In Verne’s version, Arronax serves as narrator. In this film, however, he’s just one more member of a swollen cast, whose main role is to be someone Nemo can explain things to (and by extension, to us). He does little else.

20,000 Leagues does give us wonderful sights, including a well-shot and creative shark-hunt on the ocean floor. But Nemo's captives are most transfixed by the sub’s crystalline porthole, which allows them to observe the sea bottom from the comfort of their cushions. We’re expected to share their awe as the camera abandons the actors and pans along the seabed, past rocks and seaweed and fish for, it seems, several minutes. But we’re an audience used to colour photography of ocean depths far deeper and stranger than this.

Meanwhile, a balloon filled with Union soldiers crash-lands on a mysterious island, called Mysterious Island. These soldiers find it uninhabited, except for ‘A Child of Nature’ (Jane Gail). The Child lives in the trees and seems blissfully at-one with all the creatures around her, even the leopards. Or maybe not, since she wears a leopard-skin dress.

The Child moves likes she’s part of an interpretive dance troupe, but otherwise, she's not that weird, considering. We sit through the comedy and hope for a quick return to the sub.

Instead, 20,000 Leagues Under the Sea drifts in a third direction, introducing Charles Denver (William Welch), a wealthy alcoholic with a big yacht. Denver has a checkered past, which the movie wastes no time revealing in flashback. His memories have made Denver a morose man, although in his case, guilt is probably a good thing.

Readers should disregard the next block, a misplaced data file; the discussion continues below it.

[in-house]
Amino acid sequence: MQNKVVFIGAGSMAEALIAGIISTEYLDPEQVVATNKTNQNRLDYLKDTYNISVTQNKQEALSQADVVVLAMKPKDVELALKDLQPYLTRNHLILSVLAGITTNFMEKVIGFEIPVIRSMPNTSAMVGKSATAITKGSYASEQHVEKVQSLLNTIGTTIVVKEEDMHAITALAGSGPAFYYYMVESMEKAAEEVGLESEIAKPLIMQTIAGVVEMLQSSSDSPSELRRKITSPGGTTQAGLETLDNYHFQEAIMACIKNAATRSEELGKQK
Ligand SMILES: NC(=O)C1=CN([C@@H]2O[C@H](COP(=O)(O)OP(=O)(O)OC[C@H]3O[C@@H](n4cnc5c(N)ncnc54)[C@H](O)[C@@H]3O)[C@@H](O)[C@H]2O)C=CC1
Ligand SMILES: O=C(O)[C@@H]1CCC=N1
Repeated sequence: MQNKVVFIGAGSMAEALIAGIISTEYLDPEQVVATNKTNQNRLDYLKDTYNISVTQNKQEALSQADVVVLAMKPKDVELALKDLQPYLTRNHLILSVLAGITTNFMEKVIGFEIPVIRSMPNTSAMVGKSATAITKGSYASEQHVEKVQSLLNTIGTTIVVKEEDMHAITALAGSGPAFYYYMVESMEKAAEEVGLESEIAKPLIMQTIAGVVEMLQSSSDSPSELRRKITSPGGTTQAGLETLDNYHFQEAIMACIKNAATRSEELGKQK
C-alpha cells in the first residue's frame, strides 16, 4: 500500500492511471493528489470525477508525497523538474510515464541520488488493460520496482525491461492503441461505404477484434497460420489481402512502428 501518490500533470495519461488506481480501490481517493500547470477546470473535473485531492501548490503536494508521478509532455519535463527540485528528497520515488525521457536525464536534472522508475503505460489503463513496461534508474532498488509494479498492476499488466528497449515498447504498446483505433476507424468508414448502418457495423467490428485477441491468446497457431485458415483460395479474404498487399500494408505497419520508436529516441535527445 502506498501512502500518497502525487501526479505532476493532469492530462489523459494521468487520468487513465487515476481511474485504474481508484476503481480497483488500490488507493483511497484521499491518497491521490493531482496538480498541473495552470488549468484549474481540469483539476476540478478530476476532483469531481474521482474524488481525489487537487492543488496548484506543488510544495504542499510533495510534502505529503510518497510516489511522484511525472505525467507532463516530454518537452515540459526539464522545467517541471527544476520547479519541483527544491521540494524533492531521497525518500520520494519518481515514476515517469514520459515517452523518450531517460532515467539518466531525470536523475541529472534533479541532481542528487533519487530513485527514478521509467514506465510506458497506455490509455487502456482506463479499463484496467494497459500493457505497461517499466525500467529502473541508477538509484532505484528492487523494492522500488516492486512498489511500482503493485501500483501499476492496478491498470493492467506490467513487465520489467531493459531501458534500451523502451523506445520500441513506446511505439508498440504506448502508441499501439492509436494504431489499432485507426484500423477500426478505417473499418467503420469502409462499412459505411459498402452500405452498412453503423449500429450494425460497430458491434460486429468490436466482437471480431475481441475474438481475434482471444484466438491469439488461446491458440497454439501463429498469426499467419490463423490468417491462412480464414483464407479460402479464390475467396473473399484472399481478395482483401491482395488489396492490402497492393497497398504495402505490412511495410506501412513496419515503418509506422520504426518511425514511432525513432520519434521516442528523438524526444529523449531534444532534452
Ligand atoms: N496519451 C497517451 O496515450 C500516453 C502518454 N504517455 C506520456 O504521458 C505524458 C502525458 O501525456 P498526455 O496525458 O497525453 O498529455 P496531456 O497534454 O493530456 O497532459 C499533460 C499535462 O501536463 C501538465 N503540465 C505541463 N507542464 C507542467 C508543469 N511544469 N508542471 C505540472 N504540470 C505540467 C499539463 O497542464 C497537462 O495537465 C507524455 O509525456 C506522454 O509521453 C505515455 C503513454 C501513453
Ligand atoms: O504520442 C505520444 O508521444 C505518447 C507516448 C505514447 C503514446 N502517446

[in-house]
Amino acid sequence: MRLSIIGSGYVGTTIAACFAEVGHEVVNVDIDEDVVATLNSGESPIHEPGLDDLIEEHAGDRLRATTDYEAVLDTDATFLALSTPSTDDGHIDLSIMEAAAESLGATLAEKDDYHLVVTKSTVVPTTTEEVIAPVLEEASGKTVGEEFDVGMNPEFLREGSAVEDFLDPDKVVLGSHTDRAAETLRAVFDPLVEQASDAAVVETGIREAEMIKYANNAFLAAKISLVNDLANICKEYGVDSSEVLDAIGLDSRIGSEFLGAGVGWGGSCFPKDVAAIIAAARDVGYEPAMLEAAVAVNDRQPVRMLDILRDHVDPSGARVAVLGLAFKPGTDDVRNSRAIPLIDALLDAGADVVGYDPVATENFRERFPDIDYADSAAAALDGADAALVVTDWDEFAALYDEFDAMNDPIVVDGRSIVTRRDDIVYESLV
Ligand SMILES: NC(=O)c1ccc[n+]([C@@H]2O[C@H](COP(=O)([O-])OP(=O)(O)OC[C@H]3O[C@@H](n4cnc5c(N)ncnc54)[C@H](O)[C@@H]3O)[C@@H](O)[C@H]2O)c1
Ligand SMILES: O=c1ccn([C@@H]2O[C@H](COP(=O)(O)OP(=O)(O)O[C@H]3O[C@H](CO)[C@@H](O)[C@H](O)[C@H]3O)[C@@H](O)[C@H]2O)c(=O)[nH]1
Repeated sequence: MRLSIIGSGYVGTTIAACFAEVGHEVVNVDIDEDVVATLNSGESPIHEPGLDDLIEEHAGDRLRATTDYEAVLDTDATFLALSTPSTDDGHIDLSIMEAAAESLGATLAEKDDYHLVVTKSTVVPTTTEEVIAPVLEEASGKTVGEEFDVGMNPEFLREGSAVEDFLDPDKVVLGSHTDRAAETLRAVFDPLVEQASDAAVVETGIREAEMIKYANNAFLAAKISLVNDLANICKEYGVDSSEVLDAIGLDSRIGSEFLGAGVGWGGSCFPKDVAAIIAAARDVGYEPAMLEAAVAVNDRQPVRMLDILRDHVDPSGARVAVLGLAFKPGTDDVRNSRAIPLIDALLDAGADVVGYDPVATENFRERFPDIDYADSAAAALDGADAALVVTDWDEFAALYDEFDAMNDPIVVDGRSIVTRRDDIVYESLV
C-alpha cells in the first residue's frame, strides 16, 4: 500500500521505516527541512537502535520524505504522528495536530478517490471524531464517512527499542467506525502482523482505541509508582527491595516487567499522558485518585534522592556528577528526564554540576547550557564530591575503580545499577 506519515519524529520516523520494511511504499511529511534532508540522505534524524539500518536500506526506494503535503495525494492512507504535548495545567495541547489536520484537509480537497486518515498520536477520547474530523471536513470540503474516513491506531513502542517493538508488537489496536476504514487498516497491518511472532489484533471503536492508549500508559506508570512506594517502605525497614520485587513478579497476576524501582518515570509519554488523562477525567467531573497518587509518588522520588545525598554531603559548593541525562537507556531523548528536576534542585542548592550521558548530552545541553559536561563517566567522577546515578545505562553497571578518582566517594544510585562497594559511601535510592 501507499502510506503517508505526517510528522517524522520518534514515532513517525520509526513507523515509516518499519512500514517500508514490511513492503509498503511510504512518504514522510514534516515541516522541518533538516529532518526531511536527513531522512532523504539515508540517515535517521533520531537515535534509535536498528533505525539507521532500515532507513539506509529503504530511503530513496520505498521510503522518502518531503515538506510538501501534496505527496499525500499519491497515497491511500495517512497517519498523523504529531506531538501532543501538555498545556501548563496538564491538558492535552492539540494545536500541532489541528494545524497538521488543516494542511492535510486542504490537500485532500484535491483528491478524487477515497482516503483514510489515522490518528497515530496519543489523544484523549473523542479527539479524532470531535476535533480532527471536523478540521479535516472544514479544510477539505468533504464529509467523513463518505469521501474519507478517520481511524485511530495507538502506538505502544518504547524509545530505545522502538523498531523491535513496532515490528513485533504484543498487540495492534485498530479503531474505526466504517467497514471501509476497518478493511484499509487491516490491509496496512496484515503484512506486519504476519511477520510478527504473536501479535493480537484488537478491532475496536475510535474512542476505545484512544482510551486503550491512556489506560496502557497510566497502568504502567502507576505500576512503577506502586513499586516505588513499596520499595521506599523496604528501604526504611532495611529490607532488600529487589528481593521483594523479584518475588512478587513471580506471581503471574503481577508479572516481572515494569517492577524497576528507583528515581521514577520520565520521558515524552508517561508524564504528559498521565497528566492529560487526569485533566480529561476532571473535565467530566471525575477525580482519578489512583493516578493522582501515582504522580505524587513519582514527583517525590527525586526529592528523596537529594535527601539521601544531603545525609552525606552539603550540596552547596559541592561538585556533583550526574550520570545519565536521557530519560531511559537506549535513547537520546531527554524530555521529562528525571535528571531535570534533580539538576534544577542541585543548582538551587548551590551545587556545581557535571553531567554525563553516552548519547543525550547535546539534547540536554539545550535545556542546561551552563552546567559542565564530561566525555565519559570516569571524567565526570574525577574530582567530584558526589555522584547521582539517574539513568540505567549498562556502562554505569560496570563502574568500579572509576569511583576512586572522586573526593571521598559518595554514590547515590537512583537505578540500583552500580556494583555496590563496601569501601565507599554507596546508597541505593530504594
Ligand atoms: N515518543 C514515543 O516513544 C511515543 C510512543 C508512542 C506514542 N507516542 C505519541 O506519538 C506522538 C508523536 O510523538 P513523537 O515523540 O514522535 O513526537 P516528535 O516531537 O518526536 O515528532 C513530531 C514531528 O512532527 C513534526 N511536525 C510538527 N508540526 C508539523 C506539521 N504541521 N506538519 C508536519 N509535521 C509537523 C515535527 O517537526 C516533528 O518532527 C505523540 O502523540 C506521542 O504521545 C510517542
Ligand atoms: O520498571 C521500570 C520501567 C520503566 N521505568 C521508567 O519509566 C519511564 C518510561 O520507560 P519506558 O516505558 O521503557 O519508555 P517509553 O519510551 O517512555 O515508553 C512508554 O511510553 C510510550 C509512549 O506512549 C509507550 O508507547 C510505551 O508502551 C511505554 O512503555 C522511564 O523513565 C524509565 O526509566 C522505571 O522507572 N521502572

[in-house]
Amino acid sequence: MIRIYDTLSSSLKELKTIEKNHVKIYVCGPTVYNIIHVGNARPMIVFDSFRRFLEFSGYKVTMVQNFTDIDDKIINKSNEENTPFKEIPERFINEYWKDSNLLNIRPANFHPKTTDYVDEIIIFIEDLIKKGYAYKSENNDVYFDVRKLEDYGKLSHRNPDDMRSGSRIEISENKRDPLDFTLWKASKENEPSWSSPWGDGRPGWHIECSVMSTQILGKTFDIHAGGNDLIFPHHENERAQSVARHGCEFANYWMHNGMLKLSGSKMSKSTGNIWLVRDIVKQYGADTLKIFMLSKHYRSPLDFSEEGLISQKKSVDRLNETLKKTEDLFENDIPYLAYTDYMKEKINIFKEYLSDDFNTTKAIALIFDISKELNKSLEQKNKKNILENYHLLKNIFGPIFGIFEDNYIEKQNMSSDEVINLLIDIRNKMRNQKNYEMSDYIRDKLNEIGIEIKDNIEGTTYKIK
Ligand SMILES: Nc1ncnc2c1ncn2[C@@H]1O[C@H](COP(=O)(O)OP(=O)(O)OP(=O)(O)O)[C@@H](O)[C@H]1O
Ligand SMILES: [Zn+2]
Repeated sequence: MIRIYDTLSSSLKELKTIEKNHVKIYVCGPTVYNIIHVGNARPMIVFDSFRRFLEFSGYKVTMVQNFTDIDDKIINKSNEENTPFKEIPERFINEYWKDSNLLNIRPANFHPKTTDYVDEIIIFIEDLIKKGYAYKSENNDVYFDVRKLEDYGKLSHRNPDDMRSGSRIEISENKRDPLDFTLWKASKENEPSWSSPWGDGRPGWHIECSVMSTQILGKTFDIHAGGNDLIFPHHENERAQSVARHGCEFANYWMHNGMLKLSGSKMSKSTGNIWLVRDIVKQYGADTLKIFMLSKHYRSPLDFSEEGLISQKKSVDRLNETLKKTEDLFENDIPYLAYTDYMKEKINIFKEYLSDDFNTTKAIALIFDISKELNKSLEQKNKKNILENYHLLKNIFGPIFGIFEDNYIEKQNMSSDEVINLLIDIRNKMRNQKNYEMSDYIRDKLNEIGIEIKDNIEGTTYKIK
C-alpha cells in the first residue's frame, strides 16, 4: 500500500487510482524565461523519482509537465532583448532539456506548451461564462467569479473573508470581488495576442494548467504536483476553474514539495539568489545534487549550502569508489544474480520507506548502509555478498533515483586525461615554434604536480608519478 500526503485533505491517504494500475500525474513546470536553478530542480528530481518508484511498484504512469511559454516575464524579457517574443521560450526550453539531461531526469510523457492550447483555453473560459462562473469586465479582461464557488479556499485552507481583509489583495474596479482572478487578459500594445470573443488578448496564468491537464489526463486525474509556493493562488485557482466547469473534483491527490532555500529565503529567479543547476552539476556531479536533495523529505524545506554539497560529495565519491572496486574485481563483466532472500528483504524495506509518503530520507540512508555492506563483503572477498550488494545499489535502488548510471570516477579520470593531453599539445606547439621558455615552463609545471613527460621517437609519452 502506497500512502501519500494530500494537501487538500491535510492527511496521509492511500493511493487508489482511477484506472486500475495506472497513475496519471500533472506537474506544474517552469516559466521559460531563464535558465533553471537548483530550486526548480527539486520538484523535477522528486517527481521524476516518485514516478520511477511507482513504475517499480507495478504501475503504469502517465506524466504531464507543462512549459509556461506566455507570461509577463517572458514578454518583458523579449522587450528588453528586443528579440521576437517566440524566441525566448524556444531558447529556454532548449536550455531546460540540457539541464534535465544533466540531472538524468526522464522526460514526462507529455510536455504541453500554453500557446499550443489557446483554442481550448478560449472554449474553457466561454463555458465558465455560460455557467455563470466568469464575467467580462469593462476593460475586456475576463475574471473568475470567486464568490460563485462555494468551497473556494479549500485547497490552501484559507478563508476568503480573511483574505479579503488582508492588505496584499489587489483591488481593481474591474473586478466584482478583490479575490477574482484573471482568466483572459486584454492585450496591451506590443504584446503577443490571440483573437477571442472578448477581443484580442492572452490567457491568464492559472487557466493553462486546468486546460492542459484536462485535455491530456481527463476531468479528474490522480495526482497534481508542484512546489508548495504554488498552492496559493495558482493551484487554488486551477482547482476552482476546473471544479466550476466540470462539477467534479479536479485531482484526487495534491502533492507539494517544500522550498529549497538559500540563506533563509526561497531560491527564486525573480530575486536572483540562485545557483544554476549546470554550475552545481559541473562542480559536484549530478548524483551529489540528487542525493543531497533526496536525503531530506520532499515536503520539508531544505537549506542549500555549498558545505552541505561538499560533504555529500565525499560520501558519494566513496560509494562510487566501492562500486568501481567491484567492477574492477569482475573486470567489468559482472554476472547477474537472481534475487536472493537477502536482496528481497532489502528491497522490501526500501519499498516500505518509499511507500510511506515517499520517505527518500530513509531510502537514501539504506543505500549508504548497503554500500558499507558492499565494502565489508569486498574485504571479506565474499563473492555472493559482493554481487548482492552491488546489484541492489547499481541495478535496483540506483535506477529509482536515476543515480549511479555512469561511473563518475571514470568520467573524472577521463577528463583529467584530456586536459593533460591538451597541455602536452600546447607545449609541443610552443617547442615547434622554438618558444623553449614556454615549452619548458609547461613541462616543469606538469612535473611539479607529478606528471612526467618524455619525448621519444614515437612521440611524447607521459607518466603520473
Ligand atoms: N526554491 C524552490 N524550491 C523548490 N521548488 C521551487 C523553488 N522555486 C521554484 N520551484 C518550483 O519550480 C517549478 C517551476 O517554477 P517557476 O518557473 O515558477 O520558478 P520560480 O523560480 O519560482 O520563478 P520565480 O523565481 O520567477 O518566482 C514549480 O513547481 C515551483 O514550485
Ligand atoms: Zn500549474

A mysterious beauty and a crew of intrepid soldiers trapped on an island, with the movie’s entire remaining cast distributed between two boats. The threads of plot converge from there.

There are two reasons to recommend 20,000 Leagues Under the Sea. First, the almost poetic parallel between the aims driving Capt. Nemo and those driving the director himself. Both believe themselves possessed of something new and spectacular, and greatly need an audience to show it to. However, we might ask the filmmaker, just as we would ask Nemo, if the wonders he shows us are worth the sacrifice of so much else--referring, in Paton's case, to story, pace and even aesthetic. Given time, everything new grows old, and the images that last are those rendered with an artistic hand, not just a proficient and—at the time—innovative one.

Which brings me to the second reason. Late in the film, we travel to India, to the past, to the circumstances during and after Denver’s crime. We are told of an uprising by the commoners, a brutal crackdown by the elites, and the betrayal of a good man. Using a fakir in ecstatic trance as a central image, Paton delivers a series of ingenious, powerful scenes, including an overhead shot of the elderly fakir dancing within a circle of drummers. The artistic, technical and emotional complexity of this six-minute bloc dwarfs the rest of 20,000 Leagues Under the Sea, and it’s really the only part I want to see again. No small irony, that. The movie’s greatest scenes are on land.

Where to find 20,000 Leagues Under the Sea:
I saw the film at a special live showing; part of the Toronto International Film Festival (TIFF). It is available on DVD through Image Entertainment.

1 comment:

  1. 20,000 Leagues Under the Sea is in public domain and you can watch and download it legally for free here: